In conversation with Aaron Bastani discussing everything from Nigel Farage and the rise of xenophobia in the Eurozone to the intricacies of Marxism and the future after capitalism.
ATHENS – Europe’s crisis is poised to enter its most dangerous phase. After forcing Greece to accept another “extend-and-pretend” bailout agreement, fresh battle lines are being drawn. And, with the refugee influx exposing the damage caused by divergent economic prospects and sky-high youth unemployment in Europe’s periphery, the ramifications are ominous, as recent statements by three European politicians – Italian Prime Minister Matteo Renzi, French Economy Minister Emmanuel Macron, and German Finance Minister Wolfgang Schäuble – have made clear.
Renzi has come close to demolishing, at least rhetorically, the fiscal rules that Germany has defended for so long. In a remarkable act of defiance, he threatened that if the European Commission rejected Italy’s national budget, he would re-submit it without change.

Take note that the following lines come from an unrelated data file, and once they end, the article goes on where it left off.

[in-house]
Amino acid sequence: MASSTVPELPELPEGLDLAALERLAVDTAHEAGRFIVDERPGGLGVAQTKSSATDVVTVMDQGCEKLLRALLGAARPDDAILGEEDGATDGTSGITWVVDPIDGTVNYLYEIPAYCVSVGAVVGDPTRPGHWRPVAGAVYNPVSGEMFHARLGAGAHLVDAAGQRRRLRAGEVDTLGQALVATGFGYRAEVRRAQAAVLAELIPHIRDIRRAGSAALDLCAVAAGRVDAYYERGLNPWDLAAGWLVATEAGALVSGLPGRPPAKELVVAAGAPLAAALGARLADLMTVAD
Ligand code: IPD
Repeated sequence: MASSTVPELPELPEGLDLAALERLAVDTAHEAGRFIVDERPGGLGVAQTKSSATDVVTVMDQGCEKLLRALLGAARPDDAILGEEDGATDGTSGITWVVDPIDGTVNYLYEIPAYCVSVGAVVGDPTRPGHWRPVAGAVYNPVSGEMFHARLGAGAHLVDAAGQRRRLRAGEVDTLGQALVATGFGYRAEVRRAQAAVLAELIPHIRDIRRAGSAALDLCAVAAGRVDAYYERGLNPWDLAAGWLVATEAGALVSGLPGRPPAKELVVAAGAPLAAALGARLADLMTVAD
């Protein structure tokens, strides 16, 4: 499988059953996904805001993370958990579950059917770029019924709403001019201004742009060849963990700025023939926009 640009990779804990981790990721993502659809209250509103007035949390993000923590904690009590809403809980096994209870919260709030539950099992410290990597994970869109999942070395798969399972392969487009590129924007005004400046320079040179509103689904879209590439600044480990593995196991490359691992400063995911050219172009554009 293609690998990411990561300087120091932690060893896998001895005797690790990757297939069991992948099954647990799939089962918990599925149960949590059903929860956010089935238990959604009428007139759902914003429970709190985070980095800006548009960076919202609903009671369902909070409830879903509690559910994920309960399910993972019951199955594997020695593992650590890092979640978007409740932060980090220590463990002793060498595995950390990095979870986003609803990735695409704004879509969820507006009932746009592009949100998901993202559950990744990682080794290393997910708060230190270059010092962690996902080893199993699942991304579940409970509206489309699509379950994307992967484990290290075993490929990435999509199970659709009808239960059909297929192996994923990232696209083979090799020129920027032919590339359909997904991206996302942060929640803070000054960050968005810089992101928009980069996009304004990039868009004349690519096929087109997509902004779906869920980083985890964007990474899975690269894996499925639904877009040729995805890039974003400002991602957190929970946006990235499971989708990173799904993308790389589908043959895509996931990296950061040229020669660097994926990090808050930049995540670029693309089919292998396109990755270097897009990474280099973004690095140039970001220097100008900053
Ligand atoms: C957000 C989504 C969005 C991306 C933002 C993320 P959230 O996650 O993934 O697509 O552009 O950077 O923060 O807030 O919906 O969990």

Read more here
Barcelona Mayor met Wednesday with former Minister Greek Finance to discuss democracy in Europe. Τhe meeting was attended by First Deputy Mayor of Barcelona, Gerardo Pisarello and Varoufakis’ wife, artist Danae Stratou.
At Barcelona’s Born Cultural Centre. at the invitation of Mayor Ada Colau, ion conversation with Monica Terribas.
Live streaming here.
At the legendary Volksbühne Berlin theatre in discussion with Franco „Bifo“ Berardi, Srećko Horvat and Guillaume Paoli
Italian PM M. Renzi (click here for his speech) rejoiced at having “got rid of me” – citing my ‘removal’ from the ‘scene’ as a sign that ‘apostates’ (i.e. those who divide their parties) are jettisoned. His is a motivated illusion. Last July ‘they’ ‘got rid’ of something much more important than me. Here is my message to the Italian PM…
Alexis Tsipras has snatched resounding victory from the jaws of July’s humiliating surrender to the troika of Greece’s lenders. Defying opposition parties, opinion pollsters and critics within his ranks (including this writer), he held on to government with a reduced, albeit workable, majority. The question is whether he can combine remaining in office with being in power.
To continue reading the article from the Guardian’s web page, click here. Otherwise…